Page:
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Communication, Collaboration and Defining Roles: Boards and Management Relationships

Ladies and gentlemen, we are all on the same team. What an important message this is when trying to bridge the gap between boards and management. It is worth repeating: We are on the same team.

A natural tension exists between club boards and management.

This dynamic should not be surprising: two different interested parties, two different backgrounds, both trying (hopefully) to achieve the same goals. One group is comprised of paid club industry profes- sionals, the other is a volunteer group made up generally of successful businesspeople who come to the board with the best of intentions. Board members are volunteers who often do not have any direct experience in club operations; club COOs are professionals who have spent many years learning their trade. Board members rotate; COOs remain in place (hopefully) for several years. Is it a surprise that they see things from different perspectives? Not at all.

This tension is not necessarily a bad thing and can, if addressed, be a source of positive energy that can fuel lots of good things. The dynamic sharing of ideas between the board and senior management in an environment that is nurturing and positive will get your club to operate at its highest level.

In “The Fearless Organization,” by Amy C. Edmonson, the thesis is that in environments in which we do not feel psychologically safe, we cannot thrive, and the organization cannot achieve its goals. If senior managers constantly feel anxious about expressing themselves and if the Board does not feel comfortable being honest and open with senior management, the organization cannot thrive. This concept is rather obvious and yet, boards and management are far too often pitted against each other in some kind of battle to prove who is right and who is better equipped to manage the club. For a club to be highly functioning, there must be a sense of trust that the individuals participating in the running of the club have the same goal in mind: to continually enhance the member experience, to protect the club’s assets and to create a healthy environment for employees. As servant leaders, we are called upon to lead the way to creating a fearless organization in which the board and senior management can communicate openly, honestly and without fear of reprisal or judgment.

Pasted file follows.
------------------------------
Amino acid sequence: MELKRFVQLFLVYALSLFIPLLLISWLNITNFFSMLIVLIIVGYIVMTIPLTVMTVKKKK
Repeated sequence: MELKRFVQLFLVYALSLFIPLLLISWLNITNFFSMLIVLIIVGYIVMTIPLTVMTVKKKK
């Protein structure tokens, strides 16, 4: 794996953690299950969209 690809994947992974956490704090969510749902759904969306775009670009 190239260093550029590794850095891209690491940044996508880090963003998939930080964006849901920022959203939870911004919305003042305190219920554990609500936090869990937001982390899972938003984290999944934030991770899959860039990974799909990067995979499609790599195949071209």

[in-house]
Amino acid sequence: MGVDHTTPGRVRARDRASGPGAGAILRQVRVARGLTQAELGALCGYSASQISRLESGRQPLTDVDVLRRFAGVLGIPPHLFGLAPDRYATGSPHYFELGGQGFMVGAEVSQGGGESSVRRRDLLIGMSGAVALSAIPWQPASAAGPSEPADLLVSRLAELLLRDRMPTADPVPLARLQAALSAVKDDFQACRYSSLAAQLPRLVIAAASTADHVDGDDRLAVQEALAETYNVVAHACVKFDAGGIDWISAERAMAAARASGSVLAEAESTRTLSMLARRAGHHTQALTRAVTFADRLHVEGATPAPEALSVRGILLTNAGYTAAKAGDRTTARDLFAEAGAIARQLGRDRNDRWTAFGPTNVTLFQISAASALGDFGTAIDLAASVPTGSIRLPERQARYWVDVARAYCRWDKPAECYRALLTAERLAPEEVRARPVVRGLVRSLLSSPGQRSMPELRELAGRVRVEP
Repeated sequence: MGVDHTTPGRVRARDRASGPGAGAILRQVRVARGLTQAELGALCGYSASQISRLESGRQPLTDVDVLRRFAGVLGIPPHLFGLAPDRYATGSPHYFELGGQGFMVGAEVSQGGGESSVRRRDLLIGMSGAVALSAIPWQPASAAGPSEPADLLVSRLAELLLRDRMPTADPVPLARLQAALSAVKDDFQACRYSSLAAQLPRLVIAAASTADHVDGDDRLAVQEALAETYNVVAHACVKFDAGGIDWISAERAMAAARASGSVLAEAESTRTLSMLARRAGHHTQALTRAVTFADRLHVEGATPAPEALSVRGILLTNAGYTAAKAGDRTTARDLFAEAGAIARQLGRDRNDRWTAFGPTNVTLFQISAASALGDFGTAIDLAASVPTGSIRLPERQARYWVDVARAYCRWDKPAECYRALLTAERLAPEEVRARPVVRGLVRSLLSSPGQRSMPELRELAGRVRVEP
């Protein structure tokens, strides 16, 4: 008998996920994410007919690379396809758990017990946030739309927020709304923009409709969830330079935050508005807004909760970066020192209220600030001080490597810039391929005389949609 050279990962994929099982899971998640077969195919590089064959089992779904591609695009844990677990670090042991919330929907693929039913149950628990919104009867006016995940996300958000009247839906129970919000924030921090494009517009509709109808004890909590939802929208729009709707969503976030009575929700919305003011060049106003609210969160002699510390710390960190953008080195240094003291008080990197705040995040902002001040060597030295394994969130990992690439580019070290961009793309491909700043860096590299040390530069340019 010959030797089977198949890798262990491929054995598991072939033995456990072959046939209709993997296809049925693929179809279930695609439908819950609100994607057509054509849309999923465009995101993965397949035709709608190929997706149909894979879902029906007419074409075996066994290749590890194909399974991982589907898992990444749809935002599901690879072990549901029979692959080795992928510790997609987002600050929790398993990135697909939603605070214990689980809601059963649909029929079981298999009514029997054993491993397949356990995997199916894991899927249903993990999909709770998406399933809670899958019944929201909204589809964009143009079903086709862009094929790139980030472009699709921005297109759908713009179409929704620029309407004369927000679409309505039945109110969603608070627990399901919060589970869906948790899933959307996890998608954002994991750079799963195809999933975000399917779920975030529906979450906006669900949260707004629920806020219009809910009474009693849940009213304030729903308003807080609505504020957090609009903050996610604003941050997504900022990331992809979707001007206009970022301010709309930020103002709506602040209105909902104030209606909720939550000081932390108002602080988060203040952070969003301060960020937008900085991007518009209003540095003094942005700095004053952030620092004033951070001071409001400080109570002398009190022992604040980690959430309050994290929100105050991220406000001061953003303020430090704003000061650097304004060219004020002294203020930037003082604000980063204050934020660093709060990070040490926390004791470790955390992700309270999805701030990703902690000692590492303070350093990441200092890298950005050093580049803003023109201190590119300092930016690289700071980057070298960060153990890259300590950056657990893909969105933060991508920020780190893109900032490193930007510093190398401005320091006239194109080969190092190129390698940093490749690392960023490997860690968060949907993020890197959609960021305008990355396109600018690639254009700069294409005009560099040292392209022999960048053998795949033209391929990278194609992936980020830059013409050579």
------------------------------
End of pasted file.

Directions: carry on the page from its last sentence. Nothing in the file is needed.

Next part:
To create a fearless environment, we must be comfortable commu- nicating and willing to collaborate to meet our collective challenges. Creating such an environment is not necessarily impossible but requires a lot of time and effort. There are three pillars on which a healthy and fearless environment rests: defined roles, communication and collaboration. The terms communication and collaboration are often used interchangeably, but they are not the same. I realize that some of this is a bit chicken-and-egg in terms of cause and effect. From my perspective, I like to begin with the players understanding their respective roles.

Clearly Defined Roles

One of the most difficult challenges many boards and management face is understanding the differences in their respective roles. Getting everyone to agree that while we are all on the same team, we have different areas of expertise and responsibilities. Sometimes these roles are defined in club documents but ignored or have never been memorialized. Defining roles is a critical step in creating a healthy operating environment for the board and management. Naturally, there are areas of overlap and shared responsibility, but there is little doubt (at least in my mind) that there are certain elements of operating a club that should be left exclusively to the board and others, exclusively to management.

Both parties need to understand their specific responsibilities from the outset to achieve the club’s principal goals. The board acts as the governing body, influencing strategic decisions, long-term planning, and setting the club’s mission and vision. Their duties include establishing policies, ensuring financial stability, overseeing admissions and memberships, approving budgets and upholding the club’s culture.